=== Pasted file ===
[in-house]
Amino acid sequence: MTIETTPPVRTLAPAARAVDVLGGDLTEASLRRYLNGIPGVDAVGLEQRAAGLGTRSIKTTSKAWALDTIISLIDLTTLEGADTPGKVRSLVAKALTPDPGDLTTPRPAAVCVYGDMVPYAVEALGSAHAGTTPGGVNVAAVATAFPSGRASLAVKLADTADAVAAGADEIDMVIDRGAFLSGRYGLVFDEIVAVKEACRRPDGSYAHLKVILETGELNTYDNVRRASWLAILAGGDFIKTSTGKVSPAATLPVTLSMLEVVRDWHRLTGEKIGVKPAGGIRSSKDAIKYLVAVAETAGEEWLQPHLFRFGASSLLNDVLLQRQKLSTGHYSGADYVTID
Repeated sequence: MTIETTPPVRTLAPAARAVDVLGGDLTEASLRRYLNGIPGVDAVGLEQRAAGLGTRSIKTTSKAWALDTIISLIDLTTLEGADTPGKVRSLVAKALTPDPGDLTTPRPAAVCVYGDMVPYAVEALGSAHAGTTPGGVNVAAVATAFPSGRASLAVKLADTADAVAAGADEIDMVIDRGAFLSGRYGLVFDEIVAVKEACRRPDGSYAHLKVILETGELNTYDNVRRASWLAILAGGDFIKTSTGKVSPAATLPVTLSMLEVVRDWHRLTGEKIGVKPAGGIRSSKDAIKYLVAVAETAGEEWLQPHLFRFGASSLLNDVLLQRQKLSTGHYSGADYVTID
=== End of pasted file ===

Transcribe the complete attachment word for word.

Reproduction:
[in-house]
Amino acid sequence: MTIETTPPVRTLAPAARAVDVLGGDLTEASLRRYLNGIPGVDAVGLEQRAAGLGTRSIKTTSKAWALDTIISLIDLTTLEGADTPGKVRSLVAKALTPDPGDLTTPRPAAVCVYGDMVPYAVEALGSAHAGTTPGGVNVAAVATAFPSGRASLAVKLADTADAVAAGADEIDMVIDRGAFLSGRYGLVFDEIVAVKEACRRPDGSYAHLKVILETGELNTYDNVRRASWLAILAGGDFIKTSTGKVSPAATLPVTLSMLEVVRDWHRLTGEKIGVKPAGGIRSSKDAIKYLVAVAETAGEEWLQPHLFRFGASSLLNDVLLQRQKLSTGHYSGADYVTID
Repeated sequence: MTIETTPPVRTLAPAARAVDVLGGDLTEASLRRYLNGIPGVDAVGLEQRAAGLGTRSIKTTSKAWALDTIISLIDLTTLEGADTPGKVRSLVAKALTPDPGDLTTPRPAAVCVYGDMVPYAVEALGSAHAGTTPGGVNVAAVATAFPSGRASLAVKLADTADAVAAGADEIDMVIDRGAFLSGRYGLVFDEIVAVKEACRRPDGSYAHLKVILETGELNTYDNVRRASWLAILAGGDFIKTSTGKVSPAATLPVTLSMLEVVRDWHRLTGEKIGVKPAGGIRSSKDAIKYLVAVAETAGEEWLQPHLFRFGASSLLNDVLLQRQKLSTGHYSGADYVTID